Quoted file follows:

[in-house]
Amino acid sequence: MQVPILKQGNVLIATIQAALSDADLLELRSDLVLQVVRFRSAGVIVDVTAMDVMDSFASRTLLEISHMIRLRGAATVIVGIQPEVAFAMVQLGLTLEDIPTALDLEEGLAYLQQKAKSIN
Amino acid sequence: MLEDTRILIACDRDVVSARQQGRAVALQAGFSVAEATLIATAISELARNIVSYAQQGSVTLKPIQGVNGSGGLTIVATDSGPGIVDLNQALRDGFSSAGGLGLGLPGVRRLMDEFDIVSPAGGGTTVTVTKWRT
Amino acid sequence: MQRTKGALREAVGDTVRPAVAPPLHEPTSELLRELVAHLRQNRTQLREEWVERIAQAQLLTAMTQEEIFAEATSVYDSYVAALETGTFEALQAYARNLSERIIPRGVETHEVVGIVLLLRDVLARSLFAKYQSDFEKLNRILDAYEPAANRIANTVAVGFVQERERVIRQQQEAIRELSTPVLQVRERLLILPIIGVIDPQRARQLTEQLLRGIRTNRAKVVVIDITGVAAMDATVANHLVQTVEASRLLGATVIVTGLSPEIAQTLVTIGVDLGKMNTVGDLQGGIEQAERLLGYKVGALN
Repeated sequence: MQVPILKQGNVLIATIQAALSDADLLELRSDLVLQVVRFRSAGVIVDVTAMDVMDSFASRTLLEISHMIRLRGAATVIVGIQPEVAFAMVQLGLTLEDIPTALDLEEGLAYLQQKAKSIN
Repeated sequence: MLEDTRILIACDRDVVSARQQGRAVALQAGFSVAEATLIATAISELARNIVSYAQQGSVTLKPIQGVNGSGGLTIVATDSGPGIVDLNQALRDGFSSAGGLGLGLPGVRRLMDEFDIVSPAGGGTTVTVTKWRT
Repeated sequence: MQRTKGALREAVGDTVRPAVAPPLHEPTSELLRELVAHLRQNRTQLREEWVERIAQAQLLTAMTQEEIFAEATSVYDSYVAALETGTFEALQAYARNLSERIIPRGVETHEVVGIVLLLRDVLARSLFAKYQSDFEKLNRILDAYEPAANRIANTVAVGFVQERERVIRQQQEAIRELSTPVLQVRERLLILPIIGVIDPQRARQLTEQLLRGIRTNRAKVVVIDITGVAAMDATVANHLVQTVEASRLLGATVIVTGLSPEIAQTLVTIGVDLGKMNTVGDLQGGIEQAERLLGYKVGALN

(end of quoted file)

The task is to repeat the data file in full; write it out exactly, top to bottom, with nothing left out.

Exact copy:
[in-house]
Amino acid sequence: MQVPILKQGNVLIATIQAALSDADLLELRSDLVLQVVRFRSAGVIVDVTAMDVMDSFASRTLLEISHMIRLRGAATVIVGIQPEVAFAMVQLGLTLEDIPTALDLEEGLAYLQQKAKSIN
Amino acid sequence: MLEDTRILIACDRDVVSARQQGRAVALQAGFSVAEATLIATAISELARNIVSYAQQGSVTLKPIQGVNGSGGLTIVATDSGPGIVDLNQALRDGFSSAGGLGLGLPGVRRLMDEFDIVSPAGGGTTVTVTKWRT
Amino acid sequence: MQRTKGALREAVGDTVRPAVAPPLHEPTSELLRELVAHLRQNRTQLREEWVERIAQAQLLTAMTQEEIFAEATSVYDSYVAALETGTFEALQAYARNLSERIIPRGVETHEVVGIVLLLRDVLARSLFAKYQSDFEKLNRILDAYEPAANRIANTVAVGFVQERERVIRQQQEAIRELSTPVLQVRERLLILPIIGVIDPQRARQLTEQLLRGIRTNRAKVVVIDITGVAAMDATVANHLVQTVEASRLLGATVIVTGLSPEIAQTLVTIGVDLGKMNTVGDLQGGIEQAERLLGYKVGALN
Repeated sequence: MQVPILKQGNVLIATIQAALSDADLLELRSDLVLQVVRFRSAGVIVDVTAMDVMDSFASRTLLEISHMIRLRGAATVIVGIQPEVAFAMVQLGLTLEDIPTALDLEEGLAYLQQKAKSIN
Repeated sequence: MLEDTRILIACDRDVVSARQQGRAVALQAGFSVAEATLIATAISELARNIVSYAQQGSVTLKPIQGVNGSGGLTIVATDSGPGIVDLNQALRDGFSSAGGLGLGLPGVRRLMDEFDIVSPAGGGTTVTVTKWRT
Repeated sequence: MQRTKGALREAVGDTVRPAVAPPLHEPTSELLRELVAHLRQNRTQLREEWVERIAQAQLLTAMTQEEIFAEATSVYDSYVAALETGTFEALQAYARNLSERIIPRGVETHEVVGIVLLLRDVLARSLFAKYQSDFEKLNRILDAYEPAANRIANTVAVGFVQERERVIRQQQEAIRELSTPVLQVRERLLILPIIGVIDPQRARQLTEQLLRGIRTNRAKVVVIDITGVAAMDATVANHLVQTVEASRLLGATVIVTGLSPEIAQTLVTIGVDLGKMNTVGDLQGGIEQAERLLGYKVGALN